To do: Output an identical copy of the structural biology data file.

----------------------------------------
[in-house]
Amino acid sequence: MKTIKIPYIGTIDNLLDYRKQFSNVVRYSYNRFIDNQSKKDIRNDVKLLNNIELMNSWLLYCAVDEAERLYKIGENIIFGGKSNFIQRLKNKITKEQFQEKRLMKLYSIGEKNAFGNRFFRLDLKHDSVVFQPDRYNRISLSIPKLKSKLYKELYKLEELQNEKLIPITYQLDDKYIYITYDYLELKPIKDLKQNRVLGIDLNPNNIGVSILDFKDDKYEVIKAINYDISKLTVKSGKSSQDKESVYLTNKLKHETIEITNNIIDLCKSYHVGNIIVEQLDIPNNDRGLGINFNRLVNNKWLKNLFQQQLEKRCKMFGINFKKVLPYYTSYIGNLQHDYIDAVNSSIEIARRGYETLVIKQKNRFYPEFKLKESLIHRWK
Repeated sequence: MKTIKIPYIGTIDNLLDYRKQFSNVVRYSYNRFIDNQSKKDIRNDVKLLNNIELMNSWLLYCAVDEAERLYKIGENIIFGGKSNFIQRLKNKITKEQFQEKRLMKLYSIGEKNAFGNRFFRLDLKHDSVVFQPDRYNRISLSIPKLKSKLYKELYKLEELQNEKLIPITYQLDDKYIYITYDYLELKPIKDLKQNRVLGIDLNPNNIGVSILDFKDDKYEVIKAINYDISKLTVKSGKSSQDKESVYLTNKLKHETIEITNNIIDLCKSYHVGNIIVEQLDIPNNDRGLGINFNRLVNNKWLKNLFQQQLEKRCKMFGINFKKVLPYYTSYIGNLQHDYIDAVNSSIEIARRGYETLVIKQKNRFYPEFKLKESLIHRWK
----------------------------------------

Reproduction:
[in-house]
Amino acid sequence: MKTIKIPYIGTIDNLLDYRKQFSNVVRYSYNRFIDNQSKKDIRNDVKLLNNIELMNSWLLYCAVDEAERLYKIGENIIFGGKSNFIQRLKNKITKEQFQEKRLMKLYSIGEKNAFGNRFFRLDLKHDSVVFQPDRYNRISLSIPKLKSKLYKELYKLEELQNEKLIPITYQLDDKYIYITYDYLELKPIKDLKQNRVLGIDLNPNNIGVSILDFKDDKYEVIKAINYDISKLTVKSGKSSQDKESVYLTNKLKHETIEITNNIIDLCKSYHVGNIIVEQLDIPNNDRGLGINFNRLVNNKWLKNLFQQQLEKRCKMFGINFKKVLPYYTSYIGNLQHDYIDAVNSSIEIARRGYETLVIKQKNRFYPEFKLKESLIHRWK
Repeated sequence: MKTIKIPYIGTIDNLLDYRKQFSNVVRYSYNRFIDNQSKKDIRNDVKLLNNIELMNSWLLYCAVDEAERLYKIGENIIFGGKSNFIQRLKNKITKEQFQEKRLMKLYSIGEKNAFGNRFFRLDLKHDSVVFQPDRYNRISLSIPKLKSKLYKELYKLEELQNEKLIPITYQLDDKYIYITYDYLELKPIKDLKQNRVLGIDLNPNNIGVSILDFKDDKYEVIKAINYDISKLTVKSGKSSQDKESVYLTNKLKHETIEITNNIIDLCKSYHVGNIIVEQLDIPNNDRGLGINFNRLVNNKWLKNLFQQQLEKRCKMFGINFKKVLPYYTSYIGNLQHDYIDAVNSSIEIARRGYETLVIKQKNRFYPEFKLKESLIHRWK